Objective No. 6: Develop larviculture feeding regimen suitable for rearing yellow tang larvae through metamorphosis Over first two weeks of development, larvae show dramatic changes in appearance with the growth of long pectoral and dorsal spines and deepening of body as they become active feeding pelagic larvae Current efforts are focused on improving survival which remains poor through this early period and getting larvae through to metamorphosis

Objective No. 7: Develop suitable methods to transition yellow tang into juvenile settlement phase. Objective No. 8: Establish suitable feeds and holding system to ensure juvenile quality suitable for marine ornamental wholesale market. :

Objective No. 7: Develop suitable methods to transition yellow tang into juvenile settlement phase. Objective No. 8: Establish suitable feeds and holding system to ensure juvenile quality suitable for marine ornamental wholesale market. Studies on post-larval transition into juvenile settlement phase along with juvenile feed and holding studies will be initiated upon culturing suitable numbers of yellow tang larvae to the appropriate stages, targeted for year three of the project.

Objective No. 9:Transfer technology to industry through workshops, conference presentations, and publication in CTSA Regional Notes. :

Objective No. 9:Transfer technology to industry through workshops, conference presentations, and publication in CTSA Regional Notes. . Laidley, Callan, Rietfors, Kline, Martinson. Development of captive culture technology for the yellow tang ( Zebrasoma flavescens ). CTSA eNotes Vol. 3, Issue 3. Laidley. Saving the Reefs: Trials and tribulations in developing captive culture technology for coral reef fishes. Rising Tide Workshop, Orlando, Florida, November 18, 2010. Laidley, Callan, Carr, Martinson, Pinkerton, Kline. Development of copepod culture and its application to the culture of marine ornamental species. Aquaculture 2010, San Diego, CA, March 4, 2010. Laidley, Bradley, Callan, Martinson, Kline. Development of copepod-based hatchery technology for marine fishes with extremely small-mouthed larvae. World Aquaculture Society Meetings, Veracruz, Mexico, September 26, 2009. Callan and Laidley. Opportunities for culturing coral reef species for the marine ornamental industry and food-fish production in the Pacific Islands. Saipan Workshop on Aquaculture Opportunities. Saipan College, July 17, 2008. Laidley, Saving the Reefs: Aquaculture of coral reef species as an alternative to wild collection. Hawaii Sea Grant Program, Hanauma Bay Seminar Series, June 12, 2008. Laidley, Callan, Liu.. Saving the Reefs: Aquaculture of coral reef species as an alternative to wild collection. International Symposium in Honor of Professor Yoshitaka Nagahama Sex Determination and Gametogenesis in Fish: Current Status and Future Directions. University of Hawaii at Manoa, June 1, 2008. Laidley, Saving the Reef: Culturing coral reef species, Ocean Networks Celebration of the Year of the Reef, Waikiki Aquarium, April 12, 2008. Laidley. Copepod-based hatchery technology development, Marine Finfish culture symposium, Hawaii Institute of Marine Biology, March 20, 2008. Laidley, Saving the Reef … Development of aquaculture technology as an alternative to wild-collection of coral reef species, Hawaii Pacific University, February 13, 2008.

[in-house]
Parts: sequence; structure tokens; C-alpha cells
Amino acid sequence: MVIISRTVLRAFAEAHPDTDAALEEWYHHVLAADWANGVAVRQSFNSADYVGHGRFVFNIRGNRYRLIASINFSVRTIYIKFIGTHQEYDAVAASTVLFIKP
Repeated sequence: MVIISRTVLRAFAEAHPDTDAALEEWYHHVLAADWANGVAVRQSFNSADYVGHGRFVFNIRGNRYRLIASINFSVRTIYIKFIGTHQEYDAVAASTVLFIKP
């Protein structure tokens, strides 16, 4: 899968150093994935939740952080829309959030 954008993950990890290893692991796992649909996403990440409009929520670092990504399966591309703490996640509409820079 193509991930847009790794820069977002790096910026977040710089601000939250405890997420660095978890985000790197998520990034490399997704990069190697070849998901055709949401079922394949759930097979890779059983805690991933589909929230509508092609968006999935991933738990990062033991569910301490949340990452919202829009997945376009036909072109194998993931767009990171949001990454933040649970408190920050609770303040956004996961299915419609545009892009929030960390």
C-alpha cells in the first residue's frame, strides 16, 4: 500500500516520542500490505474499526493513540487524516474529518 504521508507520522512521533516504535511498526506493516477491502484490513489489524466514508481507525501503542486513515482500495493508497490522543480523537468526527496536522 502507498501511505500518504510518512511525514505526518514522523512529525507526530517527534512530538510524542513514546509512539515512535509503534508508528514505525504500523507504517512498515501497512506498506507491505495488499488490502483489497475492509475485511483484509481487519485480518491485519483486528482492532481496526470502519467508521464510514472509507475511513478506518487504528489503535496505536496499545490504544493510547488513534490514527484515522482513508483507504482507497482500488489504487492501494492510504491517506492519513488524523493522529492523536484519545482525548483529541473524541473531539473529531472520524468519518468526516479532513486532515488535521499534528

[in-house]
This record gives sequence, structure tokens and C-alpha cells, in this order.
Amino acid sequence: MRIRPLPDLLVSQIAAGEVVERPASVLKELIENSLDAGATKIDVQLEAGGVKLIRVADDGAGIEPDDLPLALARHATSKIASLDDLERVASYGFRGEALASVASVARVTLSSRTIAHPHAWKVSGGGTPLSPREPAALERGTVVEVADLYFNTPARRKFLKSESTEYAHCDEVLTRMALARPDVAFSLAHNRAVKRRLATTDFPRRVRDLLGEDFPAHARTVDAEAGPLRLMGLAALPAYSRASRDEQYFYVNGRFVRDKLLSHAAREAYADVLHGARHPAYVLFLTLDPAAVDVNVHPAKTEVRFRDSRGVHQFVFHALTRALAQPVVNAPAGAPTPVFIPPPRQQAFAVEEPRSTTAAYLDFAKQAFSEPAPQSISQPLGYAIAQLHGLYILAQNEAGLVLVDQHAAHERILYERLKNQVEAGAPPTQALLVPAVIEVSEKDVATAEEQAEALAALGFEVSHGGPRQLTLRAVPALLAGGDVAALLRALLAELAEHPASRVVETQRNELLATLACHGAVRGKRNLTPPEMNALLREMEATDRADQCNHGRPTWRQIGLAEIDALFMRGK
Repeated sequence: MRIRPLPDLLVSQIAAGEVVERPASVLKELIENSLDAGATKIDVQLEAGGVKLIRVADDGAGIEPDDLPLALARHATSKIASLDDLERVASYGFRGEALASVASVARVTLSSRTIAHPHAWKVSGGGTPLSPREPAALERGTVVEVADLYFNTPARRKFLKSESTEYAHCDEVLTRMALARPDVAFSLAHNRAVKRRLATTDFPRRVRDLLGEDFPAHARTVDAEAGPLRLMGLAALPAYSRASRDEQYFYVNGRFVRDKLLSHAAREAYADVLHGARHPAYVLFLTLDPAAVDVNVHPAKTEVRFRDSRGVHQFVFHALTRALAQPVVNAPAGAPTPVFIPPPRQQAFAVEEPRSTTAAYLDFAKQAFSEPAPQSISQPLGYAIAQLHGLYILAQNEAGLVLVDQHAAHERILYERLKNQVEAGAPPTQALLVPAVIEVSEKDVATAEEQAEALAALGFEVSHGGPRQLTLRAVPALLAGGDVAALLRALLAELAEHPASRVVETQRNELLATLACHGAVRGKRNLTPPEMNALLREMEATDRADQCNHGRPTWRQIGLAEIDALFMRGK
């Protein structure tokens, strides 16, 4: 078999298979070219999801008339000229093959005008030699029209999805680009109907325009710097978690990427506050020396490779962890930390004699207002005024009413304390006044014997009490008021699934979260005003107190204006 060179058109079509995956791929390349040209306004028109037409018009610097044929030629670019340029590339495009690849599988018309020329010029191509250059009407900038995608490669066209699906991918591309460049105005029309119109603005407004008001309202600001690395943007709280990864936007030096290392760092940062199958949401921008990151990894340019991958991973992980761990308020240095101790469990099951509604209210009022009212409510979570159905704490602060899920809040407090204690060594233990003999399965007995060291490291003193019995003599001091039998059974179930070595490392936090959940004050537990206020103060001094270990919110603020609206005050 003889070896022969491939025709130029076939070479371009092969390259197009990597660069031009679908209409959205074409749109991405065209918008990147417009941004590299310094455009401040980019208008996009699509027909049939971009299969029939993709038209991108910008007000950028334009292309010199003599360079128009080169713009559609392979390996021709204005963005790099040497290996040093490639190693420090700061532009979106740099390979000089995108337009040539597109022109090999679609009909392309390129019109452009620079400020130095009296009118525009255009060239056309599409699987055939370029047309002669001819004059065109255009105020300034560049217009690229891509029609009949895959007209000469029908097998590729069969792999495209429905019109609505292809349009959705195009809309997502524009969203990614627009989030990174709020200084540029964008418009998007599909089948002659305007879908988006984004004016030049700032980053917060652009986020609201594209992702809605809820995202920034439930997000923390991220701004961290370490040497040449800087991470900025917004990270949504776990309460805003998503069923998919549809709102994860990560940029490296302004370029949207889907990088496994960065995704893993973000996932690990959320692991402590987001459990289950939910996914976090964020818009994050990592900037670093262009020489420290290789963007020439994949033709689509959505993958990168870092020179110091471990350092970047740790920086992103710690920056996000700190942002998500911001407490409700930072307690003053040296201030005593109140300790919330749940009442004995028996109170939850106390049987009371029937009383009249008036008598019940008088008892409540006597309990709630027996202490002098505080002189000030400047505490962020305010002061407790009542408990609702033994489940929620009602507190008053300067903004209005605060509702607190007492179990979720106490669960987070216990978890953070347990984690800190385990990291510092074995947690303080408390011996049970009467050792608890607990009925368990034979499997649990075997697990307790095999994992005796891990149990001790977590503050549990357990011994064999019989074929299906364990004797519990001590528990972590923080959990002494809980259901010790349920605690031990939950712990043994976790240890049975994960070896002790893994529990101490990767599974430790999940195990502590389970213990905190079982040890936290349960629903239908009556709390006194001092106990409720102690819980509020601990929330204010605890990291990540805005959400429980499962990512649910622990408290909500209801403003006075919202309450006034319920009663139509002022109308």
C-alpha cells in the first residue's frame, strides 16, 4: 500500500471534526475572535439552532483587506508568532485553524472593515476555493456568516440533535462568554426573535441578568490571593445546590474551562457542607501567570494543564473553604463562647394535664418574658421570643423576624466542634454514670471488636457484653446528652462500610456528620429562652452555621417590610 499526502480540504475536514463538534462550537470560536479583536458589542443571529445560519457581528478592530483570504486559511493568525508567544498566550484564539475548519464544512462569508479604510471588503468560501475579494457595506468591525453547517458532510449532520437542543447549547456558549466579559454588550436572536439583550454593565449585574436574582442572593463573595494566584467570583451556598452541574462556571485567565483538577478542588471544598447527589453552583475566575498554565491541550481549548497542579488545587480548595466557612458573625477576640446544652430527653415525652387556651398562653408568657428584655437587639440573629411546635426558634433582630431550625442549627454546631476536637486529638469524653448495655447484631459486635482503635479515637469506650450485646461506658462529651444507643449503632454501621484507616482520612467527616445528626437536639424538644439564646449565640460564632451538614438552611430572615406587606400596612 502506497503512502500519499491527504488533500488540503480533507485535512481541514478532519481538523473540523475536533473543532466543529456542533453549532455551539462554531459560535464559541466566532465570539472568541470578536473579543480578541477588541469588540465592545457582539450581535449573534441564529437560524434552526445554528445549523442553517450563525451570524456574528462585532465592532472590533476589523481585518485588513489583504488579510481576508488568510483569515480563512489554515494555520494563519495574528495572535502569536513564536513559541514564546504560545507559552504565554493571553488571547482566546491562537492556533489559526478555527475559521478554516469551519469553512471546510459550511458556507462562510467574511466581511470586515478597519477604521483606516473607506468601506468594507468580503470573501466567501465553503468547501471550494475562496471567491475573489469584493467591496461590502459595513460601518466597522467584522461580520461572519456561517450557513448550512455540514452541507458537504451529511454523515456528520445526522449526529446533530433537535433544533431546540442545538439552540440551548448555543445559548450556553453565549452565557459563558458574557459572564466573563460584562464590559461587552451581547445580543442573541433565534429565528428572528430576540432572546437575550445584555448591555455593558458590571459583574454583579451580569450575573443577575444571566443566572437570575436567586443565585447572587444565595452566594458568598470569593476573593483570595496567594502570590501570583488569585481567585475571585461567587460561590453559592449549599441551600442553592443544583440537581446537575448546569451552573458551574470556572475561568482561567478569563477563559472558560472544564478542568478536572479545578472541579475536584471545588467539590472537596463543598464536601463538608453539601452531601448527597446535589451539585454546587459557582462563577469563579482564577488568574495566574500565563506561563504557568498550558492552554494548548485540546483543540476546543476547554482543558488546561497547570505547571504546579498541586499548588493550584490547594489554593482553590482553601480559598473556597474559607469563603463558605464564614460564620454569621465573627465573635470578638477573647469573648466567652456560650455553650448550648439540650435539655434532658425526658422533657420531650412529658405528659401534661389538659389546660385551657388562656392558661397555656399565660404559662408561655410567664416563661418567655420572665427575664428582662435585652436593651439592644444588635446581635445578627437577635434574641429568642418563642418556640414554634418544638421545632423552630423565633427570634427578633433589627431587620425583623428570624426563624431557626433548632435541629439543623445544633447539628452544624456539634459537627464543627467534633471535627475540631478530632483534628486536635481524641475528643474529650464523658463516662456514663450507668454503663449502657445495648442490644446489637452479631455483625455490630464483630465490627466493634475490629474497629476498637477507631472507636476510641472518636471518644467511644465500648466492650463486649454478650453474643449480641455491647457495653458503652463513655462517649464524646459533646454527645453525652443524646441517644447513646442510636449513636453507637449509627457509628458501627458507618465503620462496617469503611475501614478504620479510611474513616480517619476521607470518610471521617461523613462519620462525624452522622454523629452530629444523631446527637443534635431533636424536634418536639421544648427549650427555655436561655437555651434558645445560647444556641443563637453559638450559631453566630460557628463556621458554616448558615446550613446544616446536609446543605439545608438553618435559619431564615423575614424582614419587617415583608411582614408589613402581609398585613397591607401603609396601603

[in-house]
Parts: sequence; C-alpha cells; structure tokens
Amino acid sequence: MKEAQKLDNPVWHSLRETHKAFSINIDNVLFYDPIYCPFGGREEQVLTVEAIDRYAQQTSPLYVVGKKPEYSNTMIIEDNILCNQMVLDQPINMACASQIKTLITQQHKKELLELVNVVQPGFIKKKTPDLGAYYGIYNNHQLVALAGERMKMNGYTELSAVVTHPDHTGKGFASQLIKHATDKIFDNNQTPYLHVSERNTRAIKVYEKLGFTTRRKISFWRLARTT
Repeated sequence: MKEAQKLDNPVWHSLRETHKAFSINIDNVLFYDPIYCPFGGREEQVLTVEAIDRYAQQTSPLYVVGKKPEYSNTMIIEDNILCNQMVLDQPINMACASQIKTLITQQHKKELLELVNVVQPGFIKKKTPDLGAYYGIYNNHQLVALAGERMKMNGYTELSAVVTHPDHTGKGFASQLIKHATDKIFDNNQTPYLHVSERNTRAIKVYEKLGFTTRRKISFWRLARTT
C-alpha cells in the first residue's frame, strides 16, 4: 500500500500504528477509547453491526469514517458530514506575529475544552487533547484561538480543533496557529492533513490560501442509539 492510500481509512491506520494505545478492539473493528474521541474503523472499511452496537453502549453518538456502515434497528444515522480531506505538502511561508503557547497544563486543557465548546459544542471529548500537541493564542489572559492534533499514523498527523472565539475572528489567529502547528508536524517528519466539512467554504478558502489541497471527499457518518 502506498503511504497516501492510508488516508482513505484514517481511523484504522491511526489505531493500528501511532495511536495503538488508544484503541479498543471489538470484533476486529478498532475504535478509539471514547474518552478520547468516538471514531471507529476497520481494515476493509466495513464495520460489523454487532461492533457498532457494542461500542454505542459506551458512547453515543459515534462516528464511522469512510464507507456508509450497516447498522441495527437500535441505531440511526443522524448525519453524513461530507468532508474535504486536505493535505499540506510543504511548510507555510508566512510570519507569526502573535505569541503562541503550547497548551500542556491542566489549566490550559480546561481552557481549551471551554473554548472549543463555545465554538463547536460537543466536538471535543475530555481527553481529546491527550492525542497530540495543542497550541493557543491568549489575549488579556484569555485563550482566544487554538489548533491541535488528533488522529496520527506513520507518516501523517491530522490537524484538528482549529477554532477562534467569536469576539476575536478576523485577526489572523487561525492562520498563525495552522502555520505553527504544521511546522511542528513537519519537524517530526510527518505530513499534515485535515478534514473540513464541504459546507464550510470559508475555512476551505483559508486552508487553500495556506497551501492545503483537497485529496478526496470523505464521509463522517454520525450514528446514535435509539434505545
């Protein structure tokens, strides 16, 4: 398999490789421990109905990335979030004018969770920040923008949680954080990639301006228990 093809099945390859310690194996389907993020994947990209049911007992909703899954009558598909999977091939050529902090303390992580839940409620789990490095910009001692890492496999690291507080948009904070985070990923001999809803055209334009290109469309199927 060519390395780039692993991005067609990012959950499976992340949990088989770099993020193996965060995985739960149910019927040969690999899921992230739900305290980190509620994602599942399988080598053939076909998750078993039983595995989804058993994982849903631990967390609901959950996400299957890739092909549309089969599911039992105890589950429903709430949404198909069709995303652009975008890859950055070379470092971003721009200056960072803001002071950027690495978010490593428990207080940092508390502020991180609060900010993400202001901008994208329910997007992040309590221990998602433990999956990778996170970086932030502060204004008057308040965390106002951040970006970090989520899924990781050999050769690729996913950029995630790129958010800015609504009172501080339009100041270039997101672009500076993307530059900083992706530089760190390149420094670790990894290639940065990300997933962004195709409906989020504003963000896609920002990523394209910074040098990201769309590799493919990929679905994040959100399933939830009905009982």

Summary: :

Summary: Yellow tang obtained from local collectors adapt relatively easily to captive holding environments Once spawning is initiated, yellow tang broodstock can be maintained in reproductive condition year-round, with a cyclical pattern in egg production coinciding with each full moon. Eggs typically hatch in just under 24 hours, yielding extremely small and delicate larvae. Pre-feeding larvae float on the surface for the first day, then move into the water column where they utilize remaining yolk stores and begin feeding on day three First-feeding larvae actively consume copepod eggs and early stage nauplii One feeding is initiated, they begin a rapid transformation into pelagic feeding larvae with rapid growth of pectoral and dorsal spines and a deepening of the body Current research is focused on improving the survival of larvae once they begin feeding in efforts to get larvae to metamorphosis

Finfish Research Team:

Finfish Research Team Administration: Charles Laidley (director) Holly Boughton (administrative assistant) Broodstock: Eric Martinson (research associate) Joe Aipa (broodstock technician) Don DeLaPena (broodstock technician) Live Feeds: Gwen Wedow (algae technician) Ben Pries (algae technician) Dean Kline (copepod technician) Jacob Conroy (copepod technician) Larval Rearing: Chad Callan, Ph.D. (Research Scientist) Melissa Rietfors (larviculture assistant) John Ginoza (larviculture technician)

Project funded by NOAA and the USDA:

Project funded by NOAA and the USDA